Michal Preminger (15:22):
Maybe we can just say, share some examples of how that actually works.
Sean Ammirati (15:26):
I think that’d be great, but just to make sure everybody has the vocabulary, it sounds like there’s JLABS, right? There’s Johnson & Johnson’s Venture Group, which you called the Development Corporation. Is that right? That’s the VC arm. And then there’s the centers that you run Michal, which are called… Again, what’s the terminology there? Just to make sure we get this right as we get into the examples.
Michal Preminger (15:55):
Yeah. And these are the innovation centers.
Sean Ammirati (15:58):
Innovation centers. Yeah. So you’ve got JLABS, innovation centers, and the development corp, they all fall under J&J Innovation, just to make sure [crosstalk 00:04:08]-
Michal Preminger (16:05):
Yeah. I don’t know. I mean, sorry for… I don’t know if it’s so important to name all of these. I think that what we’re trying to do actually is to make it easy for people to interface with us, but by just saying, “Be in touch with J&J Innovation, and we will work with you to apply the right tool,” how we’re organized is maybe less important, to be honest.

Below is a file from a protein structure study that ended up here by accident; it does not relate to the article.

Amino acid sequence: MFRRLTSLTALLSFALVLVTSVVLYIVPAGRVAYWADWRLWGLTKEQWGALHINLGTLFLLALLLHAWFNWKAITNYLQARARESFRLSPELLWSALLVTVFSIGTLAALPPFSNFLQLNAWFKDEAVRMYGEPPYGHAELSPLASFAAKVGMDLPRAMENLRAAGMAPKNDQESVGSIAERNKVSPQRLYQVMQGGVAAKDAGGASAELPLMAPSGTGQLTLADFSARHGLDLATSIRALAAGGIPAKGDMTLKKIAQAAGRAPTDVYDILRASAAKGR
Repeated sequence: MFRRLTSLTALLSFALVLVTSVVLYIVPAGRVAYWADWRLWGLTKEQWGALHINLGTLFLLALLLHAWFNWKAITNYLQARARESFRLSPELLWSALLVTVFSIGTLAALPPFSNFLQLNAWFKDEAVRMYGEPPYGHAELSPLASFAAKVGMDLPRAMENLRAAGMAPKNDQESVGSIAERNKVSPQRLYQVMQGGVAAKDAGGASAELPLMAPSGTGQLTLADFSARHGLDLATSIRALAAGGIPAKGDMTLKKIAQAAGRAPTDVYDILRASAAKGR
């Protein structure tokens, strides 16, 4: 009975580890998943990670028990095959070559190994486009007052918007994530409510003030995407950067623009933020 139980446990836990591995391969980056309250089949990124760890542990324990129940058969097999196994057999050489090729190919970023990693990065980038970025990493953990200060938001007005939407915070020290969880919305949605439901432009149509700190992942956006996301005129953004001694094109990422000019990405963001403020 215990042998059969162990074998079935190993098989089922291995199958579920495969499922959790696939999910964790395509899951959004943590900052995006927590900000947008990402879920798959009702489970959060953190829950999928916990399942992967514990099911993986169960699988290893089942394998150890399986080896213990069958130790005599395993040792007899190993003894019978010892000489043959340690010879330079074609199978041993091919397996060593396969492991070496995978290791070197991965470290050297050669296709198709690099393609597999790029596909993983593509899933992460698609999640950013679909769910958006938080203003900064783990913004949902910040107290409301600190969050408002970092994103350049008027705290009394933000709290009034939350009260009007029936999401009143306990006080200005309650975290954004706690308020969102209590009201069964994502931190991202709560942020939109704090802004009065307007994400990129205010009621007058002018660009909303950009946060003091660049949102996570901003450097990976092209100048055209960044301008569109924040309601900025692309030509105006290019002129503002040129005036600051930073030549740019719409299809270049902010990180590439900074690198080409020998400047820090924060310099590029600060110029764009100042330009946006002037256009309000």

Sean Ammirati (16:33):
I guess the question is if you’re an innovator from the outside, would you think about it… And maybe we can get to some examples now, would you think about it as engaging with J&J Innovation? Or would you think about it as engaging with one of these different groups?
Michal Preminger (16:46):
[crosstalk 00:16:46] I think we would encourage you to interface with J&J Innovation, because then we can meet all your needs. Right? If you say, “I think I need incubation,” you may be missing other opportunities, in theory, right? I mean, of course anyway, we’ll bring you back into J&J Innovation and offer you other things. But I think we will serve better the audience, if we suggest that they should think about us as one proposition with everything they need.
Michal Preminger (17:18):
And not to detract from, for example, JLABS is an important brand and network. And then I think Steve can talk more about that specifically. But I think just in general, inviting them to check out everything would be very good, and not trying to describe it in detail. Because it can get very confusing.
Sean Ammirati (17:38):
Sure. But I think the takeaway for entrepreneurs here is the front door is not one of these programs specifically, the front door is just J&J Innovation, and then you all will sort of like a smart route or route them to the right resources within J&J. Is that correct?